About a year ago my department agreed with the Swedish Library Association to do a national survey on the topic of Swedish public libraries and their work with ethnic minorities. The minority groups in focus should be five groups defined as “national” minorities. The study is now completed and results were presented at the Göteborg Book Fair last week.
The concerned groups are:
- The Sámi people, also classified as indigenous,
- The Jewish population,
- The Romani population,
- Swedish Finns, and
- Tornedalians, the meänkieli speaking population of Torne Valley on the northern border of Sweden and Finland.
Of these, the population of Swedish Finns is by far the largest group. It is also the group which is most assimilated and spread throughout the majority population in Sweden. Common to them all is, however, that they have been present in Sweden for a long time, and helped form what we can define as a “Swedish identity” – both in European terms and in local national terms. What they also have in common is the under privileged position in society. Most of them have also been persecuted and discriminated in Swedish society well into the 20th century.
Today, the national minorities have certain rights and are to be protected and given opportunities to uphold their specific identities, habits and languages within Swedish society. All kinds of public agencies are to take these groups into consideration – thus also public libraries. How this is to be done is, however, not specified anywhere. Two types of activities are mentioned in the legislative texts regarding this issue – activities directed towards the minority groups themselves, and activities aiming as increasing knowledge and awareness of the national minorities among the majority population.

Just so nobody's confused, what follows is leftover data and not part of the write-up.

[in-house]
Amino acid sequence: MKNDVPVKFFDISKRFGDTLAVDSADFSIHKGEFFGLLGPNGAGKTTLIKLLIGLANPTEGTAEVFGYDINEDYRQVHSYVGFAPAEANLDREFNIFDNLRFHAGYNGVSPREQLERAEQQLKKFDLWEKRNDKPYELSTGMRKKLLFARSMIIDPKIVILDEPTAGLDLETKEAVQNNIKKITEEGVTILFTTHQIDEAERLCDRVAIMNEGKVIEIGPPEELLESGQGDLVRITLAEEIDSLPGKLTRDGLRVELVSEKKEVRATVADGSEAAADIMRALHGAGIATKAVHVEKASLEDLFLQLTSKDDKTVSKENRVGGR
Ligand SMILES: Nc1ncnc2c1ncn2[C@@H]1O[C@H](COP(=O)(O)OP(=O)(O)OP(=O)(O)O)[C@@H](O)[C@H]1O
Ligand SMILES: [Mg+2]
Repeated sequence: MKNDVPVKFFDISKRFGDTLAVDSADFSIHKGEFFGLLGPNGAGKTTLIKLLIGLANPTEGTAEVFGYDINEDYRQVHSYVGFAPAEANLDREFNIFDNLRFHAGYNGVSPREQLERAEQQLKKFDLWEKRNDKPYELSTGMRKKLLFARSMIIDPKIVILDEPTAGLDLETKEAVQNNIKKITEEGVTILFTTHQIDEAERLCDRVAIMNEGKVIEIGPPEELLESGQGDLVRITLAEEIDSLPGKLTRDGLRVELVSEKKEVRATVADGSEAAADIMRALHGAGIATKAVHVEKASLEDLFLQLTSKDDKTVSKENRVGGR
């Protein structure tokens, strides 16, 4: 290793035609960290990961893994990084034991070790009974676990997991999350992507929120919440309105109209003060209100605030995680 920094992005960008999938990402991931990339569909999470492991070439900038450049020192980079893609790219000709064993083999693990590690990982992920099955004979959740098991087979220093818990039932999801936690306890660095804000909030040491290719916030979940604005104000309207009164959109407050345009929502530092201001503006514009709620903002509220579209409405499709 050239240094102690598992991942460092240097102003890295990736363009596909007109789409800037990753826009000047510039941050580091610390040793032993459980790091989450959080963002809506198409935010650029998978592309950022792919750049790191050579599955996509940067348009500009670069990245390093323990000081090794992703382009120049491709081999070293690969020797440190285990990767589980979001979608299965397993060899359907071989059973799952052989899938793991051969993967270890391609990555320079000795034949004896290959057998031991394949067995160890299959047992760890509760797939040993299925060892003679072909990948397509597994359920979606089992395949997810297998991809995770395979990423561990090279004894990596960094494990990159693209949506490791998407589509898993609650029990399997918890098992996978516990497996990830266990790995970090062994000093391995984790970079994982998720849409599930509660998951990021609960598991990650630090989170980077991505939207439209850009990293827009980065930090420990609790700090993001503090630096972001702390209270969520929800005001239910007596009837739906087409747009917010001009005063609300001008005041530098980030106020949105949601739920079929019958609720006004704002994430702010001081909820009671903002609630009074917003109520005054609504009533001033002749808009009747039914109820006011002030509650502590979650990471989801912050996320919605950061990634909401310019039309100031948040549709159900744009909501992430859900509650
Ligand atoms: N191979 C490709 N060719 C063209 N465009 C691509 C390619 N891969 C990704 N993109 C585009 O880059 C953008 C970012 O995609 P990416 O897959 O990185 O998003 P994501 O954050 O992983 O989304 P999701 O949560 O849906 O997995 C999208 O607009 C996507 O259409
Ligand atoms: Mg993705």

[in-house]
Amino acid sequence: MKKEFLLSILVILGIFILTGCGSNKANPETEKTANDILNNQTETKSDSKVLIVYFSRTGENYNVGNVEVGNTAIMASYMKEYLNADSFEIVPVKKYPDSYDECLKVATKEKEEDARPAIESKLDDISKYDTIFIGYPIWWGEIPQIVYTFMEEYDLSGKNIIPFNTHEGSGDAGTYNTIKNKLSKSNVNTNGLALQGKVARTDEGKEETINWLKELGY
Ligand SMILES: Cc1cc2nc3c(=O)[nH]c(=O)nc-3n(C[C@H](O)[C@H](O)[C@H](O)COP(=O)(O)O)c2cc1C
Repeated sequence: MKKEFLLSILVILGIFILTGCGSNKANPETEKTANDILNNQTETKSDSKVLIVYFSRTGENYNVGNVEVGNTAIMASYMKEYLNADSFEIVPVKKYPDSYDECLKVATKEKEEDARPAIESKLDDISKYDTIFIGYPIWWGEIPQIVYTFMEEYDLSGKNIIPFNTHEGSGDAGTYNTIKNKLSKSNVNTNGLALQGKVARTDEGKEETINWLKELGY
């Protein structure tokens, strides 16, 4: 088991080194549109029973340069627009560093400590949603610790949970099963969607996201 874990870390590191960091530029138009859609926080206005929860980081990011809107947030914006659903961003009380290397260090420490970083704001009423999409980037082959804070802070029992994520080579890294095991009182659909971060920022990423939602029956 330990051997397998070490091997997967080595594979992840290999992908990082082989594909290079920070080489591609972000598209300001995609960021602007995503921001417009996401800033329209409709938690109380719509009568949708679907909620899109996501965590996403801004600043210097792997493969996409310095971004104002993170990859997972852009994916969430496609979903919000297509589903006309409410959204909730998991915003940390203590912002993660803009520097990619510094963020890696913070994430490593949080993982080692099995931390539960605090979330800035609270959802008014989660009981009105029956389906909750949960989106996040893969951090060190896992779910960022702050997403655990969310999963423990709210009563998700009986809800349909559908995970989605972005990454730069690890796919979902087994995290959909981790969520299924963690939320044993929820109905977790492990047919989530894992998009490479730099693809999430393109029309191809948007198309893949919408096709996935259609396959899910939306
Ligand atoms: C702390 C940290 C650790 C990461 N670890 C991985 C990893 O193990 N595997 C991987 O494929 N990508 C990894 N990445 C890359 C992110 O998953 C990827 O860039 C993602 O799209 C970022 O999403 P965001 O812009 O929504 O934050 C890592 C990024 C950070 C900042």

Minority work in libraries is problematic, that we know from many international studies. Ambitions are often high, and there tend to be a widespread consensus of the importance of this work, but when it comes down to actual activities, these are often scarce and badly funded.
The result of our study corroborates this. Activities asked for was, among others, cultural programs, activities for children and elderly, cooperation with special libraries and minority organizations. From an overall national point of view, Swedish public libraries do virtually nothing for the five minority groups studied. Singular exceptions exist, of course, but as a whole the results of the study are very clear. Even though every question of the survey is answered with a 90+ percentage of “nothing”, some patterns emerge in the answers.
- Initiatives are local. Basically every activity measured is geographically local in that it is directed towards groups existing in the county or region.
- Initiatives seem to be directed towards language preservation and development, mostly through provision of literature in languages of locally present minority groups.
- Initiatives are primarily directed towards locally existing groups, not towards increasing knowledge and awareness of these groups among the majority populations ( activities of this latter kind do of course not require local presence of any of the groups)
- There seems to be no coordination on and between regional levels in the Swedish library system concerning these issues.
- Among library professionals, there seems to be a lot of insecurity surrounding possible work with the studied minority groups. Especially the Jewish and the Romani groups were commented as problematic.
When public libraries direct their work towards minority groups they often, despite small resources, make significant democratic contributions on local and regional levels. For initiatives to be effective however, coordination is needed; in Sweden today, more than ever. At this point when, for the first time, a fascist party has taken place in parliament, the need to show and work on the value of ethnic diversity must be further prioritized. Public libraries have the instruments to make a difference. It is important that they use them.
The results of this study will now be spread and discussed within the Swedish library sector. Coordination initiatives are expected.
The final report of the project “Libraries and National Minorities” is here (in Swedish).
Results in English will be published in relevant scholarly journals at the beginning of next year.
Pictures are: the flag of Torne valley, and the Sámi flag.
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